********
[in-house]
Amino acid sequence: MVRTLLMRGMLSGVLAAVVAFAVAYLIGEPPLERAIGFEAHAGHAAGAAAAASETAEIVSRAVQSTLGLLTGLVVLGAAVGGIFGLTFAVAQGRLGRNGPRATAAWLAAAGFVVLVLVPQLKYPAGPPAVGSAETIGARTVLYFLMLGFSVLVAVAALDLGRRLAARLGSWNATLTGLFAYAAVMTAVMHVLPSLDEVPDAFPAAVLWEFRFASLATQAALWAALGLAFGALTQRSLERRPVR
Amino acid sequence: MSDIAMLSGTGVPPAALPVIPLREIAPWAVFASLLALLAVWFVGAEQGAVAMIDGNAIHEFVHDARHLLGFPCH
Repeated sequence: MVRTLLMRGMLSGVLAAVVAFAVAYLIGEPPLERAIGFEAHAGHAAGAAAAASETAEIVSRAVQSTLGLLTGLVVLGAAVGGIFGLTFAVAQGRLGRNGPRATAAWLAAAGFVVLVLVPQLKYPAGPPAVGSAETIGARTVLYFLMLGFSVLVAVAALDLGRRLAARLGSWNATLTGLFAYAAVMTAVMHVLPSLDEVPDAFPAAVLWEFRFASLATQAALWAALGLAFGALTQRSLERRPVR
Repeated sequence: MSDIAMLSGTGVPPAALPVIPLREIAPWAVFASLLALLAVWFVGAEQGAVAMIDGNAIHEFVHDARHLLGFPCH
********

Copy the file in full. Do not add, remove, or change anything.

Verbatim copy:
[in-house]
Amino acid sequence: MVRTLLMRGMLSGVLAAVVAFAVAYLIGEPPLERAIGFEAHAGHAAGAAAAASETAEIVSRAVQSTLGLLTGLVVLGAAVGGIFGLTFAVAQGRLGRNGPRATAAWLAAAGFVVLVLVPQLKYPAGPPAVGSAETIGARTVLYFLMLGFSVLVAVAALDLGRRLAARLGSWNATLTGLFAYAAVMTAVMHVLPSLDEVPDAFPAAVLWEFRFASLATQAALWAALGLAFGALTQRSLERRPVR
Amino acid sequence: MSDIAMLSGTGVPPAALPVIPLREIAPWAVFASLLALLAVWFVGAEQGAVAMIDGNAIHEFVHDARHLLGFPCH
Repeated sequence: MVRTLLMRGMLSGVLAAVVAFAVAYLIGEPPLERAIGFEAHAGHAAGAAAAASETAEIVSRAVQSTLGLLTGLVVLGAAVGGIFGLTFAVAQGRLGRNGPRATAAWLAAAGFVVLVLVPQLKYPAGPPAVGSAETIGARTVLYFLMLGFSVLVAVAALDLGRRLAARLGSWNATLTGLFAYAAVMTAVMHVLPSLDEVPDAFPAAVLWEFRFASLATQAALWAALGLAFGALTQRSLERRPVR
Repeated sequence: MSDIAMLSGTGVPPAALPVIPLREIAPWAVFASLLALLAVWFVGAEQGAVAMIDGNAIHEFVHDARHLLGFPCH